6. Overcoming challenges and displaying resilience are increasingly important. Can you share any setbacks you’ve encountered and how you use that experience to learn and grow?

Rejection is a daily part of any sales job, so yes, the levels of resilience you need to build up are incredibly high. I don't know when the tipping point was, but as I've matured, I've realised rejection is part of the learning process, and I've lost the fear of it. I believe you can learn from all setbacks, and we talk at work about adopting a growth mindset where you can consistently improve. I also realise that setbacks are a part of life and, as much as I hate losing, it does happen from time to time, so it's how you deal with it that's important. 


7. Uncovering, supporting and backing ideas can often make a difference in business. What do you believe is important when seeking to foster a culture of innovation and creativity?

You have to give people the space and the time to think. It’s very easy just to always be actioning stuff (which I certainly fall into), so making sure people take time away from the day job, which allows them the time to think creatively, is important. You then need to empower them. You need to give them a voice and the confidence that they will be listened to and any good ideas will be considered.


8. Business leaders often face challenges in balancing work and personal life. How do you manage this balance, and what strategies do you use to prevent burnout?

I’ve certainly got it wrong at times, but I've recently landed on a good formula. I book all my holidays at the beginning of the year and then plan work around them. During some of those holidays, I totally switch off and then during the normal working week, I’ll make sure there are a couple of evenings where I give myself some downtime. It’s become easier as years have gone on because we’ve employed people who I trust and I’ve given them the autonomy to own parts of the business, which certainly takes some of the pressure off.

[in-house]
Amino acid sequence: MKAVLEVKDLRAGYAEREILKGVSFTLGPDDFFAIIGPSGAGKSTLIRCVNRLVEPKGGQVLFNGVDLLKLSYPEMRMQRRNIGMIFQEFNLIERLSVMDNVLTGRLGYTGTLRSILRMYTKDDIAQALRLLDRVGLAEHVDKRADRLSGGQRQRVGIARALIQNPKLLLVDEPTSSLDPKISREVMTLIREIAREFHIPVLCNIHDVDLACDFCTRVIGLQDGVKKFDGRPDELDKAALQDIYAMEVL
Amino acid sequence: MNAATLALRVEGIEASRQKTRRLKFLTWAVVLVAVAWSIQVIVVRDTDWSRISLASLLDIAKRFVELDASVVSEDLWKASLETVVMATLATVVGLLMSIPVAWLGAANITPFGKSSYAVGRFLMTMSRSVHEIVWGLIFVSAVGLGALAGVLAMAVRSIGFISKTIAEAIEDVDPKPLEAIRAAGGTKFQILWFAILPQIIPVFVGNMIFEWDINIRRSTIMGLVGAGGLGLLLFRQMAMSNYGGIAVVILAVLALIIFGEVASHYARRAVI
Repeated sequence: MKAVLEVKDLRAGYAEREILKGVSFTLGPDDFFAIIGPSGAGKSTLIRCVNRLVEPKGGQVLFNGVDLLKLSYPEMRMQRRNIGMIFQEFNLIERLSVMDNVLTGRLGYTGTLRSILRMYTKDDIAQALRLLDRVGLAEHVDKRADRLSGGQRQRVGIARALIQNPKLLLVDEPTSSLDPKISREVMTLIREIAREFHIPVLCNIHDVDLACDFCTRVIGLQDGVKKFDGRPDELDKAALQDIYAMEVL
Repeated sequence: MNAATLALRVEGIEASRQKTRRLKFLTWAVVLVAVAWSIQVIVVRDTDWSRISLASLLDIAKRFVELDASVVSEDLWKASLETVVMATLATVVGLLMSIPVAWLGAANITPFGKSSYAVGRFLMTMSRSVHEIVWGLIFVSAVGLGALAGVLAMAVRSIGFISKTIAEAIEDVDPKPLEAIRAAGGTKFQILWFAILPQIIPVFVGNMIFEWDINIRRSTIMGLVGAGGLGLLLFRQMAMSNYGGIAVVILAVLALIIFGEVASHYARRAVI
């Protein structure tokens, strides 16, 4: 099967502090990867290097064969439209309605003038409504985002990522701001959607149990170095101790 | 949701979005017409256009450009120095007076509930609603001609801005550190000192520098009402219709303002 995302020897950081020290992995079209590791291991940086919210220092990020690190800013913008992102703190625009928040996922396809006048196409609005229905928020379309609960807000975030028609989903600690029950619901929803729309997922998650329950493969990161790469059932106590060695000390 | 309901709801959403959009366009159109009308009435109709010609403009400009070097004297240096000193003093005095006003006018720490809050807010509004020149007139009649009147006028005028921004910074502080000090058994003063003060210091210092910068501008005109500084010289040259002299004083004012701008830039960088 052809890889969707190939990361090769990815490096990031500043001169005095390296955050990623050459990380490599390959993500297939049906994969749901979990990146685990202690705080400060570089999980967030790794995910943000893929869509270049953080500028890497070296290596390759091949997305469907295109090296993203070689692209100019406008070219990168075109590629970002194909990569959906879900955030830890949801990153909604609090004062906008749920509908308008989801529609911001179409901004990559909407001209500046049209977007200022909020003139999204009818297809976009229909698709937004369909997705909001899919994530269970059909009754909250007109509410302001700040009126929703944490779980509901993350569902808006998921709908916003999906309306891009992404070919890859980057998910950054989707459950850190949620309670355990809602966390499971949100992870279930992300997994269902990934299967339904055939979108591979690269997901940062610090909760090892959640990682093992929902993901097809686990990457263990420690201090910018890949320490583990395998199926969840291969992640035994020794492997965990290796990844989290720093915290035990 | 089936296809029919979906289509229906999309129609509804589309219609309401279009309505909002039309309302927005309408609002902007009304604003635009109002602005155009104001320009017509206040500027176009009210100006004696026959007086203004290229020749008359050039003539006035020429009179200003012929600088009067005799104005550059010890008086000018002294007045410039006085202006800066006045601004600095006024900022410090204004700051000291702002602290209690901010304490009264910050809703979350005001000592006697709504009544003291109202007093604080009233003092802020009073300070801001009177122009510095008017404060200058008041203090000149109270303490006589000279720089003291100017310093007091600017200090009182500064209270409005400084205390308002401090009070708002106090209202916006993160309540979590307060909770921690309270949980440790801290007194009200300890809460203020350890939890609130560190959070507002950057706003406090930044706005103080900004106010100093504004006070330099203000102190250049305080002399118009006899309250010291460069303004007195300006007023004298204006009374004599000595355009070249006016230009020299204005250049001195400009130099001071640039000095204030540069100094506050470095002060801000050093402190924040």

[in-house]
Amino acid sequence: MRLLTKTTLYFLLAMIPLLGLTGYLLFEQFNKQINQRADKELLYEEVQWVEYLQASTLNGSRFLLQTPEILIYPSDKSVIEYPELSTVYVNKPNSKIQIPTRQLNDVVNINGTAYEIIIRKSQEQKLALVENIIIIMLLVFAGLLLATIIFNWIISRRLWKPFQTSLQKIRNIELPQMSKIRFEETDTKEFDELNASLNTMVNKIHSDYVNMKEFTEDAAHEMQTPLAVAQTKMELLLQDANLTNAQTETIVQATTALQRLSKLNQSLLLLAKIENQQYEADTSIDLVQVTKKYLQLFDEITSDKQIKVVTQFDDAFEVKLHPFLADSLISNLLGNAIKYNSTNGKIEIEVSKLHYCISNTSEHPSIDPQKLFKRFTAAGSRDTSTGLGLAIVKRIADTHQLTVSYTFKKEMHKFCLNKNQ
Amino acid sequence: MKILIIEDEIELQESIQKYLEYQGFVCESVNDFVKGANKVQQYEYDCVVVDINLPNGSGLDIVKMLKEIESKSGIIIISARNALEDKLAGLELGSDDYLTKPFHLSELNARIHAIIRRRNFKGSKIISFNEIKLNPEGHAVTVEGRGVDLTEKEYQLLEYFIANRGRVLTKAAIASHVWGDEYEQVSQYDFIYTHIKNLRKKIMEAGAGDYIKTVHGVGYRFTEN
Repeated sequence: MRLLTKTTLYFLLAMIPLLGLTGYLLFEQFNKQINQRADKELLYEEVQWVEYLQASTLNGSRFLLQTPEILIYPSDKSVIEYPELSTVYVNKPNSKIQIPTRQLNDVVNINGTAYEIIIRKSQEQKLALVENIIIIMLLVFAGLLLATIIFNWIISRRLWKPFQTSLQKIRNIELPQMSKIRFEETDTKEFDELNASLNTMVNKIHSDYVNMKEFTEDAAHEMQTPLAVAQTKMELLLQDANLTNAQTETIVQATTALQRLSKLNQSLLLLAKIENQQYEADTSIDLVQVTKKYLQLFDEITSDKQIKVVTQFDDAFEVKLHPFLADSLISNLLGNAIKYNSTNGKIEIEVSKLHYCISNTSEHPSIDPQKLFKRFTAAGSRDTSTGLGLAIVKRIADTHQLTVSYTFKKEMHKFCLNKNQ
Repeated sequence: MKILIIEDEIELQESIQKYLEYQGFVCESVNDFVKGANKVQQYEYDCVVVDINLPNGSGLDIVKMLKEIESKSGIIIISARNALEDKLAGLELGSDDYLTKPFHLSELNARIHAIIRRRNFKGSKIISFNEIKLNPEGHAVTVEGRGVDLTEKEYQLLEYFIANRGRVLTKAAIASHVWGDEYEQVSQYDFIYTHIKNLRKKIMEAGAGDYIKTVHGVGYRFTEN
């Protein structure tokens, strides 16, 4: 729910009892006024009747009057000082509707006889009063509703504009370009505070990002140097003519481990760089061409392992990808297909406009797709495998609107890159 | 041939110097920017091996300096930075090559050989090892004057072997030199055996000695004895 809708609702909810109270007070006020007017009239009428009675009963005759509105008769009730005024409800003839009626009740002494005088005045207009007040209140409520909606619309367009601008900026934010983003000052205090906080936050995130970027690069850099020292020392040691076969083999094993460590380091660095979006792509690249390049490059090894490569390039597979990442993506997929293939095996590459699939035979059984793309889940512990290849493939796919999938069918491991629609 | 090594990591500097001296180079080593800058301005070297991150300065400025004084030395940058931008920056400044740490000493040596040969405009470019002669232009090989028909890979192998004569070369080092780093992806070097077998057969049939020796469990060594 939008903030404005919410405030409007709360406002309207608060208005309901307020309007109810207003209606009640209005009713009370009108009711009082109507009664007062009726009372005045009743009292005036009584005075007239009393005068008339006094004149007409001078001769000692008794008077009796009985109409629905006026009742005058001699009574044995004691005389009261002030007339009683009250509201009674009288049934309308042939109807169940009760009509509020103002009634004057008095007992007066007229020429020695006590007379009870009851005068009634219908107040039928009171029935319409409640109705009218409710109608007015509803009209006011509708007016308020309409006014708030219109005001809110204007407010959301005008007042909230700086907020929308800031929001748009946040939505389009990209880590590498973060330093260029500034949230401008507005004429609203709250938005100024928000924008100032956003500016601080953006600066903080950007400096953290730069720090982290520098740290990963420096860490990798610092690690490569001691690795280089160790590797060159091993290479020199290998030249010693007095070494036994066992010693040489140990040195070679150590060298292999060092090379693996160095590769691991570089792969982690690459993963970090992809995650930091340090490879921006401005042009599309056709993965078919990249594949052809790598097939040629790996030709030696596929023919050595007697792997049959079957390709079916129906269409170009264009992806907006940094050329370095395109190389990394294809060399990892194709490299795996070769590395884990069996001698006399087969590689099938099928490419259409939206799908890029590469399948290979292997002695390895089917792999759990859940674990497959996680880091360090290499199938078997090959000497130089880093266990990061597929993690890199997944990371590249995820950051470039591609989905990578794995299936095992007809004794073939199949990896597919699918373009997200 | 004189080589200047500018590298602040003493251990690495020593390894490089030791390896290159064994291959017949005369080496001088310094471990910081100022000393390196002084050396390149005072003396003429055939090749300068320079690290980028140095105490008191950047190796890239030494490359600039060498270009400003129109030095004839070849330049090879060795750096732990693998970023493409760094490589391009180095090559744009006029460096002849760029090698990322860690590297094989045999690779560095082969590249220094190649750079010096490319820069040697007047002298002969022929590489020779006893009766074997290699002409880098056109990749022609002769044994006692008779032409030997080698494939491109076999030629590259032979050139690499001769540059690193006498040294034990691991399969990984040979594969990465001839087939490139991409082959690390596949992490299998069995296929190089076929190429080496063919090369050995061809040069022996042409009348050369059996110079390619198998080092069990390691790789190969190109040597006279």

9. What advice do you have for individuals aspiring to be the business leaders of the future? Are there key principles or lessons you wish you had known when starting your journey?

I wish I'd read more! There is so much that can be learned by reading the stories of other entrepreneurs; the access to information nowadays is amazing. I think we all learn and develop differently though. I learned by doing, so I could have had all the advice in the world, but I needed to make the mistakes myself. Perhaps if we'd had mentors early on or employed advisors, then we could have got to where we are now quicker, but the journey wouldn’t have been as much fun. 


10. Are there any resources, such as podcasts, blogs or books you’d recommend others consider that you have found particularly influential in shaping your thinking?

I love an old-fashioned paperback! A book called 4,000 Weeks by Oliver Burkeman is a mix of a self-help manual and a philosophical quest in the pursuit of happiness. It certainly helped when I was struggling to balance my work and personal life, so I’d highly recommend reading that. I've also recently read a book called 'Belonging' by Owen Eastwood, which is well worth reading if you're looking to build a long-term high-performance team, and a lot of its guiding principles are things we implement at 3Search.


The views and opinions expressed in this piece are those of the author and do not constitute advice or a recommendation. They do not necessarily reflect the official policy or position of Enness and are not intended to indicate any market or industry viewpoints, or those of other industry professionals.